<br /> Lee Letter: w235

Washington and Lee University

Sender: Robert E. Lee
Recipient: James K. Caskie

My dear Mr Caskie

The Bank Stock you were so kind as to cause to be transferred for me to Mr. Louis H. Marshall, my nephew, belong as I believe I informed you, to my sister Mrs Anne H. Marshall, for which I was the trustee. Her husband, Judge Wm L. Marshall under a power of Attorney, has regularly drawn the dividends for my sisters use, until the commencement of the war, after which he informed me he made no attempt to do so, & the dividends have consequently remained in the banks for the last four years. I never have assumed any contract over them, & indeed did not know but what they had been paid as in the previous 32 years to my sister. If any act of mine is necessary to cause these back dividends to be paid to Judge Marshall or his son Louis, I desire to perform it. It may be that Judge Marshalls order, under the authority he has always held, may be sufficient. But some order from me may be necessary to cause them to be transferred to him or his son Louis on the books of the Banks. Will you do me the favor to inquire into the matter, of the Presidents of the Banks, & let me know the course to be pursued. I have no title to this dividends, & indeed I wish something to shew hereafter if necessary, that I have transferred both principal & interest to the rightful owners.

We were very glad to hear from you yesterday & to receive your package of the 28th. Your packages always reach us safely, though not always regularly; but that proceeds from no fault at your end of the line, but at ours. Our packages to you are frequently delayed from missing a conveyance to the Packet boat, & I regretted to learn that our last had failed reaching you when you wrote. If not too late, & you have not invested the whole of the note I sent you in postage stamps, will you expend the remainder in envelopes, letter size.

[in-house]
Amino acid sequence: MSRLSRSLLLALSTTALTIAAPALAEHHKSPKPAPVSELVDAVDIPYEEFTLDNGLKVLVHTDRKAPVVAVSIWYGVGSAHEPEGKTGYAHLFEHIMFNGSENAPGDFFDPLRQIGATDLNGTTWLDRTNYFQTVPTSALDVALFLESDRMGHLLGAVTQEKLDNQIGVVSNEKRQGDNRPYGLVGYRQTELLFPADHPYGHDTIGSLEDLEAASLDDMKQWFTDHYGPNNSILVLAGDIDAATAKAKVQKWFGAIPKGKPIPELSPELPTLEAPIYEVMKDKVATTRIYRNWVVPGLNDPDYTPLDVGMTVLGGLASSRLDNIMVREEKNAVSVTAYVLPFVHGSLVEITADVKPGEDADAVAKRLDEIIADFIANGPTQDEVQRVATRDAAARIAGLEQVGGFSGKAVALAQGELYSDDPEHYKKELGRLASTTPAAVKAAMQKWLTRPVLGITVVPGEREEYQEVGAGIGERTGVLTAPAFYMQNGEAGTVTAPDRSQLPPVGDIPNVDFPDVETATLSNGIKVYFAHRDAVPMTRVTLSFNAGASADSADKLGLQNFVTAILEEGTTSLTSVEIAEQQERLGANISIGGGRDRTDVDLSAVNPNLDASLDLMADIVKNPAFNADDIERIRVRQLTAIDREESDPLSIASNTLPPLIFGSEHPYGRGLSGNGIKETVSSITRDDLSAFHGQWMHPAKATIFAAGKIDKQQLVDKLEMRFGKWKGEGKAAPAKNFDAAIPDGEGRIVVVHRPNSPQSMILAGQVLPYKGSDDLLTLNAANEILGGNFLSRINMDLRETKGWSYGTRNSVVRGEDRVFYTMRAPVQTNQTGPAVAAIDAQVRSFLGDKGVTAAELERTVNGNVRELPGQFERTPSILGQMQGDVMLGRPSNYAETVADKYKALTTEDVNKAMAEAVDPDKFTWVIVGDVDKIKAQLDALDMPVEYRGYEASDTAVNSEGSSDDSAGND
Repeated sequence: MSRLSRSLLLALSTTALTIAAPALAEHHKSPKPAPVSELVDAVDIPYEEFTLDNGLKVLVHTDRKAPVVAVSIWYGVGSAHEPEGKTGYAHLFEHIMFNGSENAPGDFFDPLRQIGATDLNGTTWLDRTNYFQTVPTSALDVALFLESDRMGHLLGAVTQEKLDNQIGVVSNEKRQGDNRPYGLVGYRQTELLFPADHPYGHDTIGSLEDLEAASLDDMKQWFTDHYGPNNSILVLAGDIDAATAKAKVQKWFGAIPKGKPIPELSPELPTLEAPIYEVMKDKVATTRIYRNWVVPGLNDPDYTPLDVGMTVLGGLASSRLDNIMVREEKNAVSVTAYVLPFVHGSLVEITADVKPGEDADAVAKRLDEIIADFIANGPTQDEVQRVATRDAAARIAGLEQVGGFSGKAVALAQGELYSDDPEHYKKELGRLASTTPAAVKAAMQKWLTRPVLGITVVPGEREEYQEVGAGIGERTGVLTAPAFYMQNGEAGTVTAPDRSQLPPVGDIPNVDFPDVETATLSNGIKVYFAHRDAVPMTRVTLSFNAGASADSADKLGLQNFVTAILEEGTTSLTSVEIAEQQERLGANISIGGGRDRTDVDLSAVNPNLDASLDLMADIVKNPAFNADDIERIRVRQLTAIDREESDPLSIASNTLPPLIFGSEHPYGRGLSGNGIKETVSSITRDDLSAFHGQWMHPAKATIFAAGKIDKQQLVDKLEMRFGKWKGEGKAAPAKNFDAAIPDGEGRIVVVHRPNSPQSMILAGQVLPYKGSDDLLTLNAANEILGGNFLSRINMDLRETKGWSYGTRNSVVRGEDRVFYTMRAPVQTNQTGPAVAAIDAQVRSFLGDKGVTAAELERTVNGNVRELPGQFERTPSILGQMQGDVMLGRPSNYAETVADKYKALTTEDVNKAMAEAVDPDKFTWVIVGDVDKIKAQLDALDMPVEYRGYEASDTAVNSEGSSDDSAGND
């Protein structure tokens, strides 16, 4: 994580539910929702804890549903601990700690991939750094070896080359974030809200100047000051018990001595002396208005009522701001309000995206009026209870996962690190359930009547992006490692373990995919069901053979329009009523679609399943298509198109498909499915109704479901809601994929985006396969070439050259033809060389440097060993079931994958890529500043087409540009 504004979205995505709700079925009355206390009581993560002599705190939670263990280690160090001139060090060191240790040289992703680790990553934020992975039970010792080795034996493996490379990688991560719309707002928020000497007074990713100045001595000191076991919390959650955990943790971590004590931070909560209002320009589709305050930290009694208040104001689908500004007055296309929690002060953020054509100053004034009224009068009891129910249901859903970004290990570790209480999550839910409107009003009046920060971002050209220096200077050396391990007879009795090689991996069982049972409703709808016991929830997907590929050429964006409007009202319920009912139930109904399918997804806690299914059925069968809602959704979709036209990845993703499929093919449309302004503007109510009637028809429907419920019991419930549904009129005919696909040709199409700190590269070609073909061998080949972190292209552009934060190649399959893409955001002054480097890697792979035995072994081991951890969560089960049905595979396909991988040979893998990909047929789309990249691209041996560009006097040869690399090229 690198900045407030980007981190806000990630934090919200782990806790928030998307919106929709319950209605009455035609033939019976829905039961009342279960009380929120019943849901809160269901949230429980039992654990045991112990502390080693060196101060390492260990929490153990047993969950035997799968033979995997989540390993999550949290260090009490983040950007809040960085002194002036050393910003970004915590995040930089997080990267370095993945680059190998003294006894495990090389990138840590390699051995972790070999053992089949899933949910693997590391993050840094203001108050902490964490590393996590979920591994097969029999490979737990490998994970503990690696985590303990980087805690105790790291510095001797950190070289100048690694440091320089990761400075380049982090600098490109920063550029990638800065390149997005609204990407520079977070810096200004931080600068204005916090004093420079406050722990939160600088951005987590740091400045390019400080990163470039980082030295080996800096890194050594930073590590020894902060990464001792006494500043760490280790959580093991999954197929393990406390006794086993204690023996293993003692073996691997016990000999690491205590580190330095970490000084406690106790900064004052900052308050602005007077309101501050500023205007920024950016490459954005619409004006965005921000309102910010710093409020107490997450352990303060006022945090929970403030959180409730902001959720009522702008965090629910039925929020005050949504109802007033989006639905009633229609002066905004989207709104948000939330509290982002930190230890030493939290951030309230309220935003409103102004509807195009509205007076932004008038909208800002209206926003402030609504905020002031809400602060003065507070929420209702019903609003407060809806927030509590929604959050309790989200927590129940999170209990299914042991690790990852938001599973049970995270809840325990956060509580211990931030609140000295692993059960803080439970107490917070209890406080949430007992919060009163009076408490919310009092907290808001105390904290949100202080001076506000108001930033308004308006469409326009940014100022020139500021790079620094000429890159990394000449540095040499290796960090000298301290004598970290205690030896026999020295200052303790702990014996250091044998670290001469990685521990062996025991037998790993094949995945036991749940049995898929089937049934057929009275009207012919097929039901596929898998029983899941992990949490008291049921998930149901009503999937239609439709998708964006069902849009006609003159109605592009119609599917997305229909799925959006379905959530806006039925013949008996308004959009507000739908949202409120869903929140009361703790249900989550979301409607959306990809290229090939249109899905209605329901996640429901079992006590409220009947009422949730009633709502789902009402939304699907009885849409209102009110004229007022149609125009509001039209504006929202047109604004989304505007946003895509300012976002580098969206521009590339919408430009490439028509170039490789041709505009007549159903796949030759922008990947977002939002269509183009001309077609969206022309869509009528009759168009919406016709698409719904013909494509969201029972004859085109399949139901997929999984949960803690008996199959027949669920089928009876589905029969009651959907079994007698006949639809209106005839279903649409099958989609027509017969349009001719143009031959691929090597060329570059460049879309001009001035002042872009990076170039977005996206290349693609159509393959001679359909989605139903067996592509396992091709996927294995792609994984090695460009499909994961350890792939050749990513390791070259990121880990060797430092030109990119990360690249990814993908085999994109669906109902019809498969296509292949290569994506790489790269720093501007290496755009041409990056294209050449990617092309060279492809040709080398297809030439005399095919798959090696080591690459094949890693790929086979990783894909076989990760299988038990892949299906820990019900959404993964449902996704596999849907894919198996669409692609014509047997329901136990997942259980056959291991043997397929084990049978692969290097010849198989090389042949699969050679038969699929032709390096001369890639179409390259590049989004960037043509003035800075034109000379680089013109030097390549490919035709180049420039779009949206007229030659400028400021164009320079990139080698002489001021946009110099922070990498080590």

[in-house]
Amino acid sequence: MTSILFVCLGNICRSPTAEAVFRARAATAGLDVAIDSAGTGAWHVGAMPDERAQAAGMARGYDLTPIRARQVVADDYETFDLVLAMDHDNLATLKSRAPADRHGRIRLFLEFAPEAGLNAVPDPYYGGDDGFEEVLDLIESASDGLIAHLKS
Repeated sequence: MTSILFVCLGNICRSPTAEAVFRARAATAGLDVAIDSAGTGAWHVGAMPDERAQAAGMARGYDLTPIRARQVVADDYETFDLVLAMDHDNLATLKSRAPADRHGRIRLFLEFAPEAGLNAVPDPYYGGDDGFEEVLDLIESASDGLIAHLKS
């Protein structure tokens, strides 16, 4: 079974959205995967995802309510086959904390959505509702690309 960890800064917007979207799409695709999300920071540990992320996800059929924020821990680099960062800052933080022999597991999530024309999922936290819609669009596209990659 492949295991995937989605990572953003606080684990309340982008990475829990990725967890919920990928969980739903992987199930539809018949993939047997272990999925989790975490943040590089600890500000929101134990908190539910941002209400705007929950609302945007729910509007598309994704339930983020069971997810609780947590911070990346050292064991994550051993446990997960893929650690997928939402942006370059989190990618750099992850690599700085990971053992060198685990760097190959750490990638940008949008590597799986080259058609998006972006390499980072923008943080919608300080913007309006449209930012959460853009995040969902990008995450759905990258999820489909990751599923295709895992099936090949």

Tell Miss Norvell I rode over yesterday to see Miss Anna Logan etc – She looked killing, & acted as bad, I took with me four beaus. They pretended to be overcome by the heat of the ride, but I knew from what they were suffering. Her eyes were dark as India’s seem & just as warm. Miss Billie Brander had fled, so they were spared the darts with which they would have covered them. Love to Mrs C. & Miss N. Most

truly yours

R E Lee

P.S. The enclosed letter to Wilson has been sent to me to forward. I have out it in his direction, & thrown it upon the waters, without any expectation of its ever reaching its destination.



R. E. Lee CollectionLeyburn Library

The postscript is written in the left margin of the letter’s first page.